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Author Topic: SCARWAF, our roots? MSGT Andrew Butcher Jr. US Army (RET) (SCARWAF member 1952-1  (Read 4861 times)
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Tom Gallagher
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« on: January 10, 2007, 02:37:02 pm »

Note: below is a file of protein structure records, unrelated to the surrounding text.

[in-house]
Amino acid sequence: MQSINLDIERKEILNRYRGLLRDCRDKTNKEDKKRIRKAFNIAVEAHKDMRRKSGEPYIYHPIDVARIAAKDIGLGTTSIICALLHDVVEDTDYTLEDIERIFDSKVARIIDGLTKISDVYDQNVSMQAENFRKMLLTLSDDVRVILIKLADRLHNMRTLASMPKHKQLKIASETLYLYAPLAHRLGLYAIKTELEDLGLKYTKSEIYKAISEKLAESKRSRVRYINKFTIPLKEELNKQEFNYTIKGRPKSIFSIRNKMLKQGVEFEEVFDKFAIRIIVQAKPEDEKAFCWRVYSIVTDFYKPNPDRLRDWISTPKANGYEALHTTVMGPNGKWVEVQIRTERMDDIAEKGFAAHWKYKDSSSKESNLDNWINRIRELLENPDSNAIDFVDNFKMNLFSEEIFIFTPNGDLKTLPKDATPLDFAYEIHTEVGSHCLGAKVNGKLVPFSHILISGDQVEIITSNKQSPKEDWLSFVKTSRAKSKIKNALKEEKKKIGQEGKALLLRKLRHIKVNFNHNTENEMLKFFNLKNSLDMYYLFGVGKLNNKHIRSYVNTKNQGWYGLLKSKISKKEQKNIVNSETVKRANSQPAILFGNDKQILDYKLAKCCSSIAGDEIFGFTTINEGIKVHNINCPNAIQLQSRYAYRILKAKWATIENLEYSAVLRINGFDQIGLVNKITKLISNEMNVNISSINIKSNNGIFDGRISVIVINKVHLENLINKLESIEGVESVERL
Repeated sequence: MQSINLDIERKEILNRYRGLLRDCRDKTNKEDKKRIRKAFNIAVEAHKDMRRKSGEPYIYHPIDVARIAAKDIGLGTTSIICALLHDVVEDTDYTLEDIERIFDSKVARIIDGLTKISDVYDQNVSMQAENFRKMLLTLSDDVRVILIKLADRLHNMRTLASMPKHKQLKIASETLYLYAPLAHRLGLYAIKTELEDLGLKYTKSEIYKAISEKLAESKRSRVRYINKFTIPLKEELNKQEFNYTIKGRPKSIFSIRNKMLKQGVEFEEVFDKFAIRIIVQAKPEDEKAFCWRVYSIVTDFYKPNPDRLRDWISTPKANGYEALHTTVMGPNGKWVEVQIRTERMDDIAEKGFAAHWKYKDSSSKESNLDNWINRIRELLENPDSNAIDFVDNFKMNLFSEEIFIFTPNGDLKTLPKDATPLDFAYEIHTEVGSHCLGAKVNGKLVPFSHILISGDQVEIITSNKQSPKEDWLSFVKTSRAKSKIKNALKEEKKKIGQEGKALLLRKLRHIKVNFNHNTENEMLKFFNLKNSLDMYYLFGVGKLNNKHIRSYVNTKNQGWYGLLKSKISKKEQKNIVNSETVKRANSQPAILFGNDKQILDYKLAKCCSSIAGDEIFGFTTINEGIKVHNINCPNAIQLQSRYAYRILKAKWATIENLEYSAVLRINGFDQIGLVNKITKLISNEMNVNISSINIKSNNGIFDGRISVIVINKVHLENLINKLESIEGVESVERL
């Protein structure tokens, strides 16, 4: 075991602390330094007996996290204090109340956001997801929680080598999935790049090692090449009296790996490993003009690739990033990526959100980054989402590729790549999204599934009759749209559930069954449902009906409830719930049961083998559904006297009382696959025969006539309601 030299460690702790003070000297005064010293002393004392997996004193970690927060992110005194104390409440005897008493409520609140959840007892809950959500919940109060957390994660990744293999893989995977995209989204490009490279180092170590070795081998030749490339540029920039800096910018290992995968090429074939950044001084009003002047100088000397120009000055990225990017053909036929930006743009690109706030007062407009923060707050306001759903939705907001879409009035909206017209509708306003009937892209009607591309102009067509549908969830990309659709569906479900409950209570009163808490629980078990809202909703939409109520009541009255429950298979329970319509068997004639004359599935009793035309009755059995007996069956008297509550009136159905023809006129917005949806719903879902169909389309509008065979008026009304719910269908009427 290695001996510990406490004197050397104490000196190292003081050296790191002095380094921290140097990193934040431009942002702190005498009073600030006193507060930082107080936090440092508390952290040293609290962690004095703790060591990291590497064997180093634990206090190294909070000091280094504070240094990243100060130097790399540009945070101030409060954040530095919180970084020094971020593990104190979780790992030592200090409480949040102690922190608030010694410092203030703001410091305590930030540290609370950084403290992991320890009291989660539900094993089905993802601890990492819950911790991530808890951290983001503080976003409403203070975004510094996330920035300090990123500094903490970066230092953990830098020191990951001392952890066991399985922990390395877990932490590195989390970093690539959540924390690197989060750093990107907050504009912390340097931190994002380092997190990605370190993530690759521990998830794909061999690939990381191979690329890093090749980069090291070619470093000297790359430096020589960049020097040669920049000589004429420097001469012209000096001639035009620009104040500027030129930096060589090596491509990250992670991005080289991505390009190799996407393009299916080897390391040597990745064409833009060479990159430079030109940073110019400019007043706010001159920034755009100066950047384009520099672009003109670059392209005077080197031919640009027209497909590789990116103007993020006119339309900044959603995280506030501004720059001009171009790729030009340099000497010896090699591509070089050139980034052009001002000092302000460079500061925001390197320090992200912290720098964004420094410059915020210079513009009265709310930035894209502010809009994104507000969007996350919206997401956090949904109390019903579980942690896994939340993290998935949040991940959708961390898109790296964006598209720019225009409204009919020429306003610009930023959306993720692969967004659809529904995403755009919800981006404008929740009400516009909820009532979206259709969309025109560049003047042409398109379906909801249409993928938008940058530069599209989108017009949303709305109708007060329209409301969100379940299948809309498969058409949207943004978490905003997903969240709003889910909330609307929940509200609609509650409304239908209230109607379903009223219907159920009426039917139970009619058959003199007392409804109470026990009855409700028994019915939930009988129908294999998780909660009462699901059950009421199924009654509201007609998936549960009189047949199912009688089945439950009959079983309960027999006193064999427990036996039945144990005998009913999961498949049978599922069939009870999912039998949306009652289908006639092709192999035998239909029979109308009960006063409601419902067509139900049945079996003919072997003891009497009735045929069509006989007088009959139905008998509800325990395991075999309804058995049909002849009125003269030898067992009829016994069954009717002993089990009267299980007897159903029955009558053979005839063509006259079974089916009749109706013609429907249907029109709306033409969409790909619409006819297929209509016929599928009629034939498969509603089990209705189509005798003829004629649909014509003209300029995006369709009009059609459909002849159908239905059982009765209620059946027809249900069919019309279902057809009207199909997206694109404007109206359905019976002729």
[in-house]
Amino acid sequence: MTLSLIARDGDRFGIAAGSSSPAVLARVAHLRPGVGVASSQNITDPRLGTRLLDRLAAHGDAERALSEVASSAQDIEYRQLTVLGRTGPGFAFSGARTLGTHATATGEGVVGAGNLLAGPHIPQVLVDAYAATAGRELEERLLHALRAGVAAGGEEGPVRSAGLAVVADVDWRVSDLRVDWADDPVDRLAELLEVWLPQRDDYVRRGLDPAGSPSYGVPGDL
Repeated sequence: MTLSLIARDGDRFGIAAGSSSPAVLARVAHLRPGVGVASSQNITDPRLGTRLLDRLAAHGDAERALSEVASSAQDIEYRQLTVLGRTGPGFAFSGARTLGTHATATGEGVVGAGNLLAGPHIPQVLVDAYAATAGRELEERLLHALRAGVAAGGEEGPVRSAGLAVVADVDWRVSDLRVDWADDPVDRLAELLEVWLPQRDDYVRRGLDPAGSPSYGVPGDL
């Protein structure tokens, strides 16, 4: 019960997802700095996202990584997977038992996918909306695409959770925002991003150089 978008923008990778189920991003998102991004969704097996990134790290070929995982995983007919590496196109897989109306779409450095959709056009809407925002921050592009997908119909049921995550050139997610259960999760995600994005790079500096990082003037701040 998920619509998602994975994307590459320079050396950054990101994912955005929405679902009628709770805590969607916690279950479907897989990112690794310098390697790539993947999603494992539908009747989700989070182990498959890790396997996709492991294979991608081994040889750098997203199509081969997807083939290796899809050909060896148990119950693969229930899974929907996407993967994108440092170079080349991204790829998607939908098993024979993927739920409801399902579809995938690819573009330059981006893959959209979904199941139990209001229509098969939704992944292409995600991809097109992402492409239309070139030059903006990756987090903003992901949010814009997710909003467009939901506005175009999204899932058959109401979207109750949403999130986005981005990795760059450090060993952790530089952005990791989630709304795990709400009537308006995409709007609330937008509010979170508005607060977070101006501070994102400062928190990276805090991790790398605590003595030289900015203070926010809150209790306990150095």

SCARWAF ENGINEERS 1947-1956 A lot of information has been written about the SCARWAF (Special Category of the Army With the Air Force) Aviation Engineers. Established in 1947 to support the newly organized US Air Force, SCARWAF was made up of Aviation Engineer units, which had been organized during World War 11. Some were attached to the Air Force in support of Air Force Operations in Europe and the Far East (FEAF); others were placed in the ready reserves. When North Korea invaded South Korea in June 1950,these SCARWAF units were not ready to accomplish the tasks laid out for them. Some reports were that the units were not properly trained and equipped and woefully understaffed. Equipment was old, not maintained properly; repair parts problems, operator shortages, etc. However, these units’ problems were corrected in a very short time, some of the units were sent into the battle for Korea and they performed in a remarkable manner for all their shortcomings. The adverse effects of war and weather did not stop these SCARWAF units from completing their assigned missions. Some of the units came from the Reserve Force to augment the active duty units. They all performed to the highest degree. As I stated, a lot has been written about SCARWAF, these are my personnal observations. When I underwent training (basic and engineer Jul -Nov 1952) at Ft Leonard Wood, MO, I can remember most of our engineer training was in building “Bailey” bridges, “Pontoon” bridges, demolitions, fortifications, etc. We had NO equipment operator training, i.e., dozer, grader, and roller, rock crusher, dump truck, etc (I believe this type of Engineer training was being conducted at Fort Belivor, VA). We had NO training on building roads, air fields, permanent buildings, etc. We did have training on setting up various size tents, camouflage, field sanitation, etc. Supposedly, OJT (on-the-job-training) would be accomplished when we were assigned to our regular units. When we arrived at Tachikawa Air Base, Japan (via the USNS Collins and a Japanese train from Yokohama Port) those of us under 18 years old were separated and put on orders for SCARWAF. So when I got to my unit in Korea (Co B 839th Engr Avn Bn) at Osan, K-55, I had to undergo a lot of equipment on-the-job training (OJT) before I could contribute anything for my unit. This seemed to be the standard with incoming replacements. And I might add, I got the feeling from others that new replacements were a pain-in-the-butt and no help in getting the job done. So much equipment was messed up or broken by OJT,s. I myself turned a Euclid truck over in a rice paddy. It took the motor pool a week to get it back on the road. Boy, did I feel bad about that.  Now back to training to build an Air Base from scratch! There was NO training to build an Air base from scratch to support all the new Jet aircraft and heavy cargo planes!! All the former training was directed towards building short temporary airfields to support WW11 aircraft, repairing damaged facilities, by using PSP, filling in bomb holes/pot holes, etc. Therefore, when the order came down late 1951 in Korea to (a) select sites for 4 each 9,000 foot, state of the art air fields with sufficient support facilities, ie, fuel, ammo, troop housing, etc. (b) build them using present Engr Avn units and do it in record time, “HEY”, folks thought the top brass had really flipped out. “No way , Jose” There just was no way this could be done! The expertise for such an under-taking did not exist in the Engr Avn units! So plans were revised to build only (1) Air Base from “scratch” and that was Osan, (K-55). Top brass realized this and called on civilian personnel from the Vinnell Corp to provide the expertise and assistance required. This worked out pretty well, construction began and K-55 was completed in a record 6 months, June-Dec 1952, with flight operations started by Feb 1953. Additional construction and maintenance were continued by the 839th until inactivation in May of 1956.Plans for other 9,000 foot runways at Suwon, Kunsan & Taegu were modified to upgrade exiting runways to 9,000 feet at those locations. While this was going on in Korea, the Air Force, needing a better trained engineer force, had opened 2 US bases (1) Beale AF Base, CA., (2) Wolters AF Base, TX (aka SCARWAF bases) in 1951,to better train Aviation Engineer units to meet the needs of the Air Force missions. The plan called for transfer of the Army SCARWAF engineers units to the new Air Force “Air Engineer Force” ( some of us at Wolters were looking forward to donning the AF blue uniform).The Air Engineer Force completed training of 33 of these Engr Avn battalions during the period 1951-1955, and were ready for the transfer of these units into the Air Force. But, alas, a good plan was not to be, as orders from Sect of Defense in late 1955 ordered the end of the SCARWAF program and return of all SCARWAF units and facilities back to the regular Army. (It now appears that politics had a lot to do with the end of a great military organization) And so ended the 9 year saga of the SCARWAF Engineer Aviation Units(1947-1956), and their excellent service to The Army, the Air Force and our country. The Army continues today with engineer units identified as Combat Engineer units and Construction Engineer units. The Air Force continues with BEEF Engineer units and Red Horse Engineer units. When the end of SCARWAF came, I felt like I had lost my best friend. I spent 4 years in SCARWAF units (839th,Dec 52-Nov 53 Korea---800th EA Maint Co & 600th EA Maint Co, Wolters AF Base,TX,Jan 54-May 56), learned a lot, traveled a lot, met and said good-by to a lot of great guys. Even today, many years later, I swell with pride as my memories flood back to those days. I served in many excellent units during my Army career, but only SCARWAF and the 839th brings forth so much pride. As with the veterans of WW11, the surviving members of SCARWAF are getting fewer each year, but our history will live on.  NOTE: A bit of 839th Engineer Aviation Battalion history: This battalion was activated at Will Rogers Field, OK, as an “all black” engineer aviation battalion unit in Oct 1942.Assigned to Air Service Command, OK City Air Depot, Dec 1942. Transferred to Eglin Field, FL, assigned to the 923rd Engineer Aviation Regiment, Feb 1943.Left Eglin Field Aug 15 1943,arrived Camp Stoneman CA, Aug 20 1943.Left Camp Stoneman CA and San Francisco Port Aug 28 1943,arriving Australia Sept 23 1943. Reported on Lae, New Guinea Dec 8 1943 till Nov 5 1944. Reported in on the island of Leyte, Nov 19 1944. Reorganized July 1 1946 ,Luzan Islands, Philippines, attached to 13th Air Force,313th Bomber Wing,85th Fighter Wing. Reorganized Mar 1947 at Clark Field, Luzon. Released from 13th Air Force,1st Air Division, June 1 1948 with change of duty from Luzon to Okinawa. May 1949, attached to 20th Air Force. Dec 1950, attached to 5th Air Force under the 931st Engineer Aviation Group. Integrated, resupplied and after additional training, some elements of the unit departed Okinawa May 1951,arrived Kimpo Air Base, Korea, May 1951. The battalion moved to Osan, Korea Mar 1952, and was the lead unit for construction of Osan Air Base (K-55). Remained in Korea at Osan Air Base under the 934th Engineer Aviation Group (Reserve) ,joined by elements of the 84Oth & the 841st Engineer Aviation Battalions, (Reserve units), and was officially inactivated 1 May 1956 at Osan Air Base.   OSAN AIR BASE (K-55) Late 1952 nearing completion. OSAN AIR BASE (largest all weather airfield and home base to US Air Force in Korea, and the Korean Air Force Headquarters) completed. (photo about 1959).  NOTE: (1)Most of the 839th history was obtained from Charles E. Kalb, Ed McManus (former commander of A Co. 839th),Fred Williamson Jr. (former commander of B Co 839th) of the SCARWAF Engineer Reunion Group, Des Moines, IA. Additional data extracted from the AFCE magazine, winter 2001 issue, report prepared by Don K.Tomajan 111. (2a) Dept of the Army, General Order #80,Wash DC, 22 Nov 1954,pages 128 & 129. Titled: Battle Credits and Assault Landings for Korea. (2b) Dept of the Army- AGAO-O (M) 322 (21 Feb 56) DCSPER, dated 28 Feb 1956, re: DA message 387976, 7 Feb 1956,: The following units will be inactivated, effective dates indicated---“839th Engr Avn Bn“, 1 May 1956. (Personnel reasigned to other units, equipment transferred to Air Force) (3) Additional records can be obtained from the National Archives at College Park, 8601 Adelphi Road, College Park, MD 20740-6001.Contact is Mr. Wilbert Mahoney, tel# 301-837-3510 (4) Pictures from Robert Evilsizors web page. (5) Awards for the 839th EA BN should include the Asiatic Pacific Campaign Medal,(1942-1946) and the Korean Service Medal (w/6 streamers),(May 1951 to July 1953).Other awards may apply. (6) The 839th Engineer Aviation Battalion served most of its 14 years of existence at overseas locations and did not return to the US. Members who served in this unit were a unique group of American servicemen who toiled day and night in the jungles of the Pacific and the rice paddies of Korea, under trying conditions, preparing air fields, roads, encampments and the many construction jobs needed in support of the Army &Air Force. A military unit that America can be proud of, and proud of the men who served. (7) Engineer Aviation patch worn by some units during and after WW11.  (Cool 9th Engineer Command, Europe, WW11 patch .  (9) 7th Engineer Aviation Brigade, (SCARWAF), Europe, 1951-1956 patch.  After 1956 ! (10) 417th Engineer Aviation Brigade, (SCARWAF), Korea, 1951-1956.  Prepared by: MSGT Andrew Butcher Jr. US Army (RET) (SCARWAF member 1952-1956). Comments are welcome. (sandrew8@juno.com